Fate is a terrific game system, one I've been strongly enamoured of since I first read Spirit of the Century many years back. A lot of things about it hit the sweet spot for me, especially the way it uses Aspects to highlight the most important part of a game, and also the way it explicitly gives the players a more authorial stance during gameplay. (The meta-thinking about the game that Fate encourages is an irritant to some players, but those guys wouldn't be interested in this post anyway - carry on.)
If there's one thing I'm not crazy about in Fate, it's the conflict system. Not that it's bad at doing what it's designed to -- to the contrary, it perfectly models the interactions of "competent, proactive" characters it's supposed to. Characters slugging it out are supposed to be important and capable -- otherwise, they'd be mooks. That's well and good, but sometimes Fate conflict tends to drag on long past the time that me and my players are having fun with it. Sometimes you just want to roll some dice, trade a few blows, and move on to more dramatic things.
In last year's playtest game of Tianxia, we found a comfortable middle-ground method of dealing with "named character" conflicts without the marathon. (I remember tossing this idea out myself, but my players may remember it differently. Whoever came up with it, I think it's a good idea worth repeating.) Instead of the usual trading-blows-until-someone-drops-or-offers-a-Concession rhythm of Fate conflicts, which admittedly would be less of an issue if my players were inclined to offer Concessions, we changed the conflict into more of a Contest. Best of three rolls won the whole fight.
This allowed the players to "go hard" for a few exchanges, spending Fate points and leveraging Aspects to hit as hard as possible, with a specific finish line in sight. This was particularly useful for Tianxia, because the conflict might have been prolonged by players trying to find each other's vulnerable points (as that game features different martial arts styles which interact in complex ways).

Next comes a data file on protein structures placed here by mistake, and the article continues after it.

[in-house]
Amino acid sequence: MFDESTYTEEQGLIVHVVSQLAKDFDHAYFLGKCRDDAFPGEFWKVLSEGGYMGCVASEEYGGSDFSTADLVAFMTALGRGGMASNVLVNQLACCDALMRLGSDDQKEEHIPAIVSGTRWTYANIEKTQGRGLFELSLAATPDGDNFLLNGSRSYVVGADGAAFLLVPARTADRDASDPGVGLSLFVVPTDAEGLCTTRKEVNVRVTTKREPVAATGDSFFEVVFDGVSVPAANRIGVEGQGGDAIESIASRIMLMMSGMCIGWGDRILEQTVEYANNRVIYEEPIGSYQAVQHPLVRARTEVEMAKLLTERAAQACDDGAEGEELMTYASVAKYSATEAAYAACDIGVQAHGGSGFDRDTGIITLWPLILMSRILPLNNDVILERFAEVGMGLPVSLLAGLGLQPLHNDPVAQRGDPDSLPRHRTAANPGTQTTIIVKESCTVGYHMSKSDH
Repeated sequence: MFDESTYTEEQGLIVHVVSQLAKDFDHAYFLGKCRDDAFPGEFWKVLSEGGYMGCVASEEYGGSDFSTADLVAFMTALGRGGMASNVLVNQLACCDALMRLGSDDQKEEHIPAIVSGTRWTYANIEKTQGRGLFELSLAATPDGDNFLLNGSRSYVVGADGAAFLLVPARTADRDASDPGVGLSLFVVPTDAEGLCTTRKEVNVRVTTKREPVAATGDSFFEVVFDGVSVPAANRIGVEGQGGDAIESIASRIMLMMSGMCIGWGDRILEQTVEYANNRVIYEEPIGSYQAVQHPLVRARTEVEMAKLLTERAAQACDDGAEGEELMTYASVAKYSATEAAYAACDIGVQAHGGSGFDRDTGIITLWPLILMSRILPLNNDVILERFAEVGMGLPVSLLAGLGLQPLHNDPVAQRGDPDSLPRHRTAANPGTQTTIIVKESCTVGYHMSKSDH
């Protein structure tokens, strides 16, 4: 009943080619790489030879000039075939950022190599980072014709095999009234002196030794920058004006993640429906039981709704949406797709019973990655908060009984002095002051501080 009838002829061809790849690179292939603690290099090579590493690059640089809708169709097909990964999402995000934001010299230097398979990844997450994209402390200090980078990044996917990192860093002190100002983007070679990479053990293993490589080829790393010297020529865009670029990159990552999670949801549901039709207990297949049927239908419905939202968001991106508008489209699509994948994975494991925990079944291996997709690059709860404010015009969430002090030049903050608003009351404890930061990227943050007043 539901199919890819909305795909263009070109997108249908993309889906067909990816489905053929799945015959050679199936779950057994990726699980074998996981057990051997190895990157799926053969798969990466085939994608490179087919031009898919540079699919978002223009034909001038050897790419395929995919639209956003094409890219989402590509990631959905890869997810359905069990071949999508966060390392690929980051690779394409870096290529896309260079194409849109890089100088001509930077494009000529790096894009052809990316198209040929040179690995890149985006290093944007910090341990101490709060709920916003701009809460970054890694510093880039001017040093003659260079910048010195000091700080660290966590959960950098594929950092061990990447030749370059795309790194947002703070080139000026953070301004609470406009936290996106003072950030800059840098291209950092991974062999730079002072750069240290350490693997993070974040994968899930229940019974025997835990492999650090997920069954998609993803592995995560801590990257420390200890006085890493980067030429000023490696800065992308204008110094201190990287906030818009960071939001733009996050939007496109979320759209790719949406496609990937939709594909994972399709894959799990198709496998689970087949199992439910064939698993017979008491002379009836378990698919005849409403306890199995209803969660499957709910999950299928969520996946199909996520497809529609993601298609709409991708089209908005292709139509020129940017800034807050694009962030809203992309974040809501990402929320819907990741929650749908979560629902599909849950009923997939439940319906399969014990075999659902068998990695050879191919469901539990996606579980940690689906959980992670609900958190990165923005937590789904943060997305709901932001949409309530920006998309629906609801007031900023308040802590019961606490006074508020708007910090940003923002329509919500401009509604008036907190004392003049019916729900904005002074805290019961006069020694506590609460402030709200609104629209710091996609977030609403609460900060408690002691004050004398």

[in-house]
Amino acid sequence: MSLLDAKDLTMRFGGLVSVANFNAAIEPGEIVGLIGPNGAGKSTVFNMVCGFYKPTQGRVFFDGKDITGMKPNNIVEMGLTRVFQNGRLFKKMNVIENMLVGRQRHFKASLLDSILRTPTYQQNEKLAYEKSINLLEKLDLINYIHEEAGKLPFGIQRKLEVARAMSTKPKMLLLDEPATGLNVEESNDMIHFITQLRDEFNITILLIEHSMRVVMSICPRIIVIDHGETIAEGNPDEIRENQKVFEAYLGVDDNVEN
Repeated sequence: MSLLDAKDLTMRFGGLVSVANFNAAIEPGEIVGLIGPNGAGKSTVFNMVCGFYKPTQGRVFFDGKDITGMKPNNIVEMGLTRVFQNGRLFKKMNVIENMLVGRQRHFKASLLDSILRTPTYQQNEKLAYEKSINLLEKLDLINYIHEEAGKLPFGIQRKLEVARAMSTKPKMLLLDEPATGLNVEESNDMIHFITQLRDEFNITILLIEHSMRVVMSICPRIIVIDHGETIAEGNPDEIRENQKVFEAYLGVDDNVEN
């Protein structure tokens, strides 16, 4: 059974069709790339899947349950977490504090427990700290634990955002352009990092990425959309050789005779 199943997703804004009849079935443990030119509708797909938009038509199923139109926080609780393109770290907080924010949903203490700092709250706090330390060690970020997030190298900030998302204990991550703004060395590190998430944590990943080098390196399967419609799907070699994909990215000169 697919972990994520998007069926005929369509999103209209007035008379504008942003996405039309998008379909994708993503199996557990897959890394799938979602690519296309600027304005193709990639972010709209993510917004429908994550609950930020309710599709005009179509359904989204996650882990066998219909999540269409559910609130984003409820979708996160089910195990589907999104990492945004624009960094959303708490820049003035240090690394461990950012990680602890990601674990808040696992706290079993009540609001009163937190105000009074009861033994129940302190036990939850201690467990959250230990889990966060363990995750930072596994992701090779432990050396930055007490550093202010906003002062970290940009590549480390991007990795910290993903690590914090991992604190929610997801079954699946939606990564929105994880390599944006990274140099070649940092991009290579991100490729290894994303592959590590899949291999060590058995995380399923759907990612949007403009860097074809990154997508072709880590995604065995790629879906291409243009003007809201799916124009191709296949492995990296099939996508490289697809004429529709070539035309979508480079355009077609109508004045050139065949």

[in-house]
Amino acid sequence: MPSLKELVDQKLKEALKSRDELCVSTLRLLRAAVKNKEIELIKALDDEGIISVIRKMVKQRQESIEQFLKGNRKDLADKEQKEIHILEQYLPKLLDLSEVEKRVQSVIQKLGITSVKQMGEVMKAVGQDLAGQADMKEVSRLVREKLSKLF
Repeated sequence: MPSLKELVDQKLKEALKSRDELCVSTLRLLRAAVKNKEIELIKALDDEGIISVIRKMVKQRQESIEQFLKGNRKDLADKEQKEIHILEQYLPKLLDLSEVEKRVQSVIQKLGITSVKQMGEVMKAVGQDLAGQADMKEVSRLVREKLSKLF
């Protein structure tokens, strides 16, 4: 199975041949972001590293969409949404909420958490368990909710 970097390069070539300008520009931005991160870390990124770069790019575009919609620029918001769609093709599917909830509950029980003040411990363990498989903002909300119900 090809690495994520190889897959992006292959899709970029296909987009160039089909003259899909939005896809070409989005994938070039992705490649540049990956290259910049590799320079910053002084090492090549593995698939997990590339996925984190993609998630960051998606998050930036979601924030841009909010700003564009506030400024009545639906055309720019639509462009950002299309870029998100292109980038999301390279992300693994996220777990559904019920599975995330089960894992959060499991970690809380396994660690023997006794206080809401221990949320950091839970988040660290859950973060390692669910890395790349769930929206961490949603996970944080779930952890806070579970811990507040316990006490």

As in a regular Contest, this worked because in the player-vs.-player situation that was unfolding, neither player was especially interested in inflicting lasting harm on the other's character -- the confict was perhaps required by the story and the history between the characters, but it wasn't really about beating someone's face in. In a typical Conflict, however, the situation is a little more pointed. Characters go into Conflicts wanting to hurt the other guy and leave a few bruises, at least.
An idea I'm mulling over to use this model in more typical Conflict situations where satisfying honor might not be enough is to bring an element of wagering into it: Stakes. That is, the players decide before they begin the exchange what the Stakes for the battle will be -- are they fighting until someone walks away with a short-term Consequence, or something more lasting? This need not be a physical Consequence, as someone taking strictly defensive actions to win might leave someone with the Consequence "Humiliated and Outmatched" if they weren't able to overcome their opponent.
The Stakes would be based on the severity of the Consequence, or perhaps of the Condition inflicted by a loss. Since agreeing to this style of Conflict resolution would include a tacit agreement to accept that the winner of the best of three or five (or whatever, flavour to taste) exchanges would win the combat and the other character would effectively be Taken Out, Fate Points would be given to the loser as though they had agreed to a Concession. The Concession in this case would be built right into the terms of the Conflict.
I got to thinking about this while reading through the Fate System toolkit by Rob Donoghue and the gang, and mulling over the Conditions rules as a way of streamlining Consequences in a Fate build. I'm in favour of sleeking down Conflict as much as possible, and would take out the Stress tracks as a means to go directly to the juicy Consequences/Conditions.
Fate Core (and particularly the Toolkit) is full of delicious bits that us tinkers can poke and play with to mod our own versions of the game that Fred and Rob built. If you don't already own it, you need to rectify that situation right now, mister.